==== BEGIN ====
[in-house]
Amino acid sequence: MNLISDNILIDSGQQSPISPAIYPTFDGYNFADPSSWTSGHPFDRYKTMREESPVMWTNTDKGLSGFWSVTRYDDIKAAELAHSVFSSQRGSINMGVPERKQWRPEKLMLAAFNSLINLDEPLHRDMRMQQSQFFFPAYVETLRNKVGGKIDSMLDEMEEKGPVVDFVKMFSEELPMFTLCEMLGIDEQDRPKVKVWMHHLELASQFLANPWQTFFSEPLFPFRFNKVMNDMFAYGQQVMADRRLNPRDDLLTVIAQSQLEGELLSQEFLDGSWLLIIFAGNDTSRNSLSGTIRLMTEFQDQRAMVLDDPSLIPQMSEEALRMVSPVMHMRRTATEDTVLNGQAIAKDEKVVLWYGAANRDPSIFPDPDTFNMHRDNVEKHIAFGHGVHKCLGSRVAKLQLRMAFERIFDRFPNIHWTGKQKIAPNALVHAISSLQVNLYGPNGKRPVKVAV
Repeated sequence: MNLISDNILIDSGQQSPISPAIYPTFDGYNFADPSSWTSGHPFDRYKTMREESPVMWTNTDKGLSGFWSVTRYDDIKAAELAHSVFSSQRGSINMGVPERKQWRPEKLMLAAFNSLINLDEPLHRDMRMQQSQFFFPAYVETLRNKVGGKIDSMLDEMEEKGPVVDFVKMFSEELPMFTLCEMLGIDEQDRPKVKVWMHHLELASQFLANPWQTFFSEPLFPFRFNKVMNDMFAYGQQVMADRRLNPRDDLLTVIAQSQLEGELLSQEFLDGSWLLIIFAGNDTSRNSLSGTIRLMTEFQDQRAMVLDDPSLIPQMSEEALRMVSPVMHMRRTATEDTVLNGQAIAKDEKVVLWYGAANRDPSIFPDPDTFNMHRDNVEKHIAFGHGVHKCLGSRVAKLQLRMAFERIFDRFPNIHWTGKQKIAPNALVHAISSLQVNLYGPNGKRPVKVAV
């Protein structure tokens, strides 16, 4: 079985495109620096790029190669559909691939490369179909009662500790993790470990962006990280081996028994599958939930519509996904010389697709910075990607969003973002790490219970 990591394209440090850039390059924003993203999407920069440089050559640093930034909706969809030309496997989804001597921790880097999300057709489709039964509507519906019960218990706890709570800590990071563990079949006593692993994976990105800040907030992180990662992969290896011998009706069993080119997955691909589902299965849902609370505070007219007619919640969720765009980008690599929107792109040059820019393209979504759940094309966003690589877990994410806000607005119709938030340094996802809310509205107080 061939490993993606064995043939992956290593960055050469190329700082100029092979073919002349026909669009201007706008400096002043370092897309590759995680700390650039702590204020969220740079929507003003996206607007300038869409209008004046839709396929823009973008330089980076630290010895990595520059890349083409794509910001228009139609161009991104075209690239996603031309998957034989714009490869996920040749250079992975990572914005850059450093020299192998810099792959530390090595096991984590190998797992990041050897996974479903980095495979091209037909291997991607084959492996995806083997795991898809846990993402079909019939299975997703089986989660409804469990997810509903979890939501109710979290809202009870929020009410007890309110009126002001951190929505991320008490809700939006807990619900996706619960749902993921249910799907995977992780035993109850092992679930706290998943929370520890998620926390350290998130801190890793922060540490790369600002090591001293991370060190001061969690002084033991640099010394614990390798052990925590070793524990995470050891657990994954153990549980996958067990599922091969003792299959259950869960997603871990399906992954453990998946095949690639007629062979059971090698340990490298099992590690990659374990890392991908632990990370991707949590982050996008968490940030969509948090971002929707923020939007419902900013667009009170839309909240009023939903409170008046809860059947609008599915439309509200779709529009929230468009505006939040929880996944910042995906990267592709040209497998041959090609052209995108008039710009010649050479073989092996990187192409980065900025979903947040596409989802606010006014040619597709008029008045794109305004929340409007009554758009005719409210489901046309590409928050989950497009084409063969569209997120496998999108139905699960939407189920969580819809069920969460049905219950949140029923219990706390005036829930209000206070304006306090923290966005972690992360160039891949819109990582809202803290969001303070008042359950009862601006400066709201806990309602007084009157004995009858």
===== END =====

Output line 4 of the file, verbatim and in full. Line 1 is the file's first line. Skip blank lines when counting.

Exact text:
């Protein structure tokens, strides 16, 4: 079985495109620096790029190669559909691939490369179909009662500790993790470990962006990280081996028994599958939930519509996904010389697709910075990607969003973002790490219970 990591394209440090850039390059924003993203999407920069440089050559640093930034909706969809030309496997989804001597921790880097999300057709489709039964509507519906019960218990706890709570800590990071563990079949006593692993994976990105800040907030992180990662992969290896011998009706069993080119997955691909589902299965849902609370505070007219007619919640969720765009980008690599929107792109040059820019393209979504759940094309966003690589877990994410806000607005119709938030340094996802809310509205107080 061939490993993606064995043939992956290593960055050469190329700082100029092979073919002349026909669009201007706008400096002043370092897309590759995680700390650039702590204020969220740079929507003003996206607007300038869409209008004046839709396929823009973008330089980076630290010895990595520059890349083409794509910001228009139609161009991104075209690239996603031309998957034989714009490869996920040749250079992975990572914005850059450093020299192998810099792959530390090595096991984590190998797992990041050897996974479903980095495979091209037909291997991607084959492996995806083997795991898809846990993402079909019939299975997703089986989660409804469990997810509903979890939501109710979290809202009870929020009410007890309110009126002001951190929505991320008490809700939006807990619900996706619960749902993921249910799907995977992780035993109850092992679930706290998943929370520890998620926390350290998130801190890793922060540490790369600002090591001293991370060190001061969690002084033991640099010394614990390798052990925590070793524990995470050891657990994954153990549980996958067990599922091969003792299959259950869960997603871990399906992954453990998946095949690639007629062979059971090698340990490298099992590690990659374990890392991908632990990370991707949590982050996008968490940030969509948090971002929707923020939007419902900013667009009170839309909240009023939903409170008046809860059947609008599915439309509200779709529009929230468009505006939040929880996944910042995906990267592709040209497998041959090609052209995108008039710009010649050479073989092996990187192409980065900025979903947040596409989802606010006014040619597709008029008045794109305004929340409007009554758009005719409210489901046309590409928050989950497009084409063969569209997120496998999108139905699960939407189920969580819809069920969460049905219950949140029923219990706390005036829930209000206070304006306090923290966005972690992360160039891949819109990582809202803290969001303070008042359950009862601006400066709201806990309602007084009157004995009858």